Meeting Christ in the Liturgy
The Solemnity of Jesus Christ, Universal King
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Act of Consecration of the Human Race to the Sacred Heart of Jesus
|The SOLEMNITY OF JESUS CHRIST, UNIVERSAL KING|
Ezekiel 34, 11-12. 15-17; Psalm 23; 1 Corinthians 15, 20-26. 28; Matthew 25, 31-46
Brothers and Sisters in Christ,
Christus vincit! Christus regnat! Christus imperat!
Christ conquers! Christ rules! Christ reigns!
"When the Son of Man comes in his glory, escorted by all the angels of heaven, he will sit upon his royal throne, and all the nations will be assembled before him." (Mt 25) We worship Jesus Christ as Lord and King because he is victorious in the battle over sin and death. In His resurrection, which we celebrate and in which we participate at every Eucharistic Sacrifice, our Lord established His rule over all creation, and overcame in Himself the effects of the sin of Adam. Christ is Lord, for he has conquered what we fear most and have no power against, the cruel and bitter specter of death. We cannot but exult and shout for joy with the knowledge that we can share in His Resurrection. We share in the Resurrection in the first place by meeting Christ in the liturgy, in Word and Sacrament. The Christ we receive in the Eucharist is the Easter Christ, the risen and glorified Christ as he is now victoriously seated at the right hand of the Father in glory.
The lesson of the final judgment in St. Matthew's Gospel, chapter 25, verses thirty-one to forty-six, makes clear that we are to seek out and to meet Christ wherever he may be found, in a particular way in human life in all its stages and conditions. "Truly, I say to you, as you did it one of the least of these my brethren, you did it to me." (Mt 25:40)
The Lord associates himself in a mysterious way with the poor. We may have great reverence for His true and real presence in the Blessed Sacrament, and are called to love him with our whole heart, mind soul and strength. Yet, we cannot please God or love Him as we ought if we fail to love our neighbor as our self, doing so for love of Christ. The divine love and life poured out abundantly in the Eucharist is given both for love of God and love of neighbor.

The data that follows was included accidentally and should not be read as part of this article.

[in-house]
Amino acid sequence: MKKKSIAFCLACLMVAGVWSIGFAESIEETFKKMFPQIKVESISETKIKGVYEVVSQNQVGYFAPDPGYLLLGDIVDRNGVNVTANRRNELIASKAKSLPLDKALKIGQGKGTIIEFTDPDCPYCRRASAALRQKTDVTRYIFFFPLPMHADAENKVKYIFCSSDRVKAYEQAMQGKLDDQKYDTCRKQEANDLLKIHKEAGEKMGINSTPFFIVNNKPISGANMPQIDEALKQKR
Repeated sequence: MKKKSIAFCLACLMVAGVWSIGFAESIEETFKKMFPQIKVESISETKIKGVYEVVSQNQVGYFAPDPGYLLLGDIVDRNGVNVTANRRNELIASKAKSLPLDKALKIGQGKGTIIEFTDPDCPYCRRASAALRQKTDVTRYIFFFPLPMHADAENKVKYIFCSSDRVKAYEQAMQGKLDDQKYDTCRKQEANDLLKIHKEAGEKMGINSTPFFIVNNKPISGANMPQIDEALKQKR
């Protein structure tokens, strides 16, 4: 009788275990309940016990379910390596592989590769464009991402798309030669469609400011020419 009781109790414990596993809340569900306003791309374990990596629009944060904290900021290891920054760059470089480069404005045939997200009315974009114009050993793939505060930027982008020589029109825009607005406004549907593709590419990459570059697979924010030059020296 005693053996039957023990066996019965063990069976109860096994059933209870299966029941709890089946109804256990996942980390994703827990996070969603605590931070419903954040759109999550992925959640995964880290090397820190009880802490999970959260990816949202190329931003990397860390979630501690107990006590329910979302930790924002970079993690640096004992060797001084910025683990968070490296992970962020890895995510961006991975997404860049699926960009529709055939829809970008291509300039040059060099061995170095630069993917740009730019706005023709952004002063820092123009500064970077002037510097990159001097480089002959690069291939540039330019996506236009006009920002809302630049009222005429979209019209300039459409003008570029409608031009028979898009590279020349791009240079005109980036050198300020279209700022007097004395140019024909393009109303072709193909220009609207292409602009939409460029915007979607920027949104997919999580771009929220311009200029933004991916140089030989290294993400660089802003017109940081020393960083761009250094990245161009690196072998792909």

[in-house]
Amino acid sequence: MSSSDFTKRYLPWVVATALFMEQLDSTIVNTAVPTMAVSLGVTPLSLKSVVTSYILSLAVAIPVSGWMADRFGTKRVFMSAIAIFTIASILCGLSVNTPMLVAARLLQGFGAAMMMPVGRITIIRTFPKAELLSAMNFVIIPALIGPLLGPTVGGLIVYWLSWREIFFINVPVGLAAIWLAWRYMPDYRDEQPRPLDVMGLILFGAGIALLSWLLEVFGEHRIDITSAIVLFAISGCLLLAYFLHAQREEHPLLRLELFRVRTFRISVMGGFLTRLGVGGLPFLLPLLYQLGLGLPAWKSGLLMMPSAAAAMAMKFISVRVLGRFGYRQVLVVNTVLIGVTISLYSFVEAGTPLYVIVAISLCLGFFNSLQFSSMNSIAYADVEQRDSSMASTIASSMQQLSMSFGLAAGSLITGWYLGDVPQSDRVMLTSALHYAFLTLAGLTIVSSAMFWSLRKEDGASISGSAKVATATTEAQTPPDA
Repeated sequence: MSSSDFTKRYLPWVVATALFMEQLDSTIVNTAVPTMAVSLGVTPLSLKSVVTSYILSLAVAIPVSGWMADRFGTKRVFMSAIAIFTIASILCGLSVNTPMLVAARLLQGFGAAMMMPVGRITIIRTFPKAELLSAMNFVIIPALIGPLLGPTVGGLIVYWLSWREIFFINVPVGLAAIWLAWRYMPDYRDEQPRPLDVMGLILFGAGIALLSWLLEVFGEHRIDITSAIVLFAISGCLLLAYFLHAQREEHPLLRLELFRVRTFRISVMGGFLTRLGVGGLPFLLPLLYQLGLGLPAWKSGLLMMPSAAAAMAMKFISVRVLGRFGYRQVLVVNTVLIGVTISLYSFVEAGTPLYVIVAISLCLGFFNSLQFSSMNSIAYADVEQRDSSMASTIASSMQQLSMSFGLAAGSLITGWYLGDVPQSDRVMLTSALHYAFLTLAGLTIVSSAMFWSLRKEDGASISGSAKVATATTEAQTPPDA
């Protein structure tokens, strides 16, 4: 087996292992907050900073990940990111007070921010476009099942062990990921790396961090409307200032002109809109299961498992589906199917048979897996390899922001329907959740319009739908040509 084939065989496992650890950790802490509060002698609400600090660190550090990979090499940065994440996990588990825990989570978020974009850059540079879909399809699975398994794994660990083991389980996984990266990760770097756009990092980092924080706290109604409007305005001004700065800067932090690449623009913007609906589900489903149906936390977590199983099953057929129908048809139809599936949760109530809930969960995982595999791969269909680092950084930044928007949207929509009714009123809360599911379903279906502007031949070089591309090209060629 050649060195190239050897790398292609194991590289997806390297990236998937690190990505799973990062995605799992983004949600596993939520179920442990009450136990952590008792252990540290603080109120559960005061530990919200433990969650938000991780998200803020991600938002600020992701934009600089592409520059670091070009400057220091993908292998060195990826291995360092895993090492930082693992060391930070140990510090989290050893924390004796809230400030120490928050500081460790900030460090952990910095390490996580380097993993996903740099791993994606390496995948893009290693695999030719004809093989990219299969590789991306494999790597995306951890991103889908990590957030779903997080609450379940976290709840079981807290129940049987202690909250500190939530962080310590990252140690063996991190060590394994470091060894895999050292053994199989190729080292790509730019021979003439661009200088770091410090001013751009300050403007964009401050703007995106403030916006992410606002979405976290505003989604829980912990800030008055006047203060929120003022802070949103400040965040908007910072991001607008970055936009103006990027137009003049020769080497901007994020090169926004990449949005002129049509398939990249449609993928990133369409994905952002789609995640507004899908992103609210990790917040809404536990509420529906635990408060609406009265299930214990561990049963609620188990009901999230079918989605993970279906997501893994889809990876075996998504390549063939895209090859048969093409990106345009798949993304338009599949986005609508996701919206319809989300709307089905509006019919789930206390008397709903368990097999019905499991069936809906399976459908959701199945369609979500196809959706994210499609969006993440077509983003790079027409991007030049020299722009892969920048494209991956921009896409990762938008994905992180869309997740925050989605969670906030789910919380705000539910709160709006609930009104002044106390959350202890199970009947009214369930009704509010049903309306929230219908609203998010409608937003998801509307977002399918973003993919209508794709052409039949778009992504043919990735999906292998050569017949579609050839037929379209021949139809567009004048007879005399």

The Catechism teaches that the requirement of charity for our neighbor flows from the presence of Christ by the power of his word and the Holy Spirit.
Our Lord Jesus has given His Body and Blood to us precisely so that
we may overflow with the same love for others that he has first given
to us. It is for this reason that he will judge us at the end of the world
on the ways in which we have generously and self-sacrificingly
offered ourselves for the life of others in imitation of the way in which
He gives of His own life unceasingly for His bride, the Church.
The kingdom of Christ, a reign of charity and peace, is for all. The Lord sends us out as his disciples so that all mankind may be brought under his reign in the world. We the baptized are the agents through whom the social kingship of Christ will be realized. Our baptism is our commission and our grace for the apostolate.
Today after Mass, with others or with the whole congregation and
with priest or deacon leading, pray together the "Consecration to the
Sacred Heart of Jesus", in petition that "Thy kingdom come, Thy
will be done, on earth as it is in heaven."
Solemnity of CHRIST THE KING
Daniel 7. 13-14; Psalm 93. 1-2, 5; Revelation 1. 5-8; St. John 18. 33b-37
After the communion prayer of today's Mass, take the opportunity for liturgical expression of Christ's kingship through benediction and exposition of the Blessed Sacrament, recitation of the Litany of the Sacred Heart and Consecration of the Human Race to the Sacred Heart of Jesus.
I look forward to meeting you here again next week as, together,
we "meet Christ in the liturgy"---Father Cusick
The Solemnity of Jesus Christ, Universal King
2 Samuel 5, 1-3; Psalm 121 (122), 1-2.3-4.4-5; Colossians 1, 12-20; St. Luke 23, 35-43
Christ is the anointed one. Anointed by God the Father to be the
Messiah, and therefore King. By reason of his godhead, Jesus the
Son shares in the dominion of the Father and the Holy Spirit over all
creation. His kingdom is not of this world, and so his kingship is not
like that of earthly kings. He is also the Suffering Servant.
Jesus Christ is Universal King not only by reason of his divine
omnipotence, but more the cause of joy and confidence for us, the
Suffering Servant who has established his lordship through
conquering sin and death through the Cross and Resurrection. Jesus
Christ is our Redeeming and merciful sovereign Lord.
Indulgences: 5 years; plenary once a month for daily recitation on the usual
conditions. On the feast of Christ the King, to be solemnly read with the
Litany of the Sacred Heart before the blessed Sacrament exposed: then, 7
years, and a plenary indulgence supposing Confession and Communion (Pius
XI, 1926, 1927, 1932)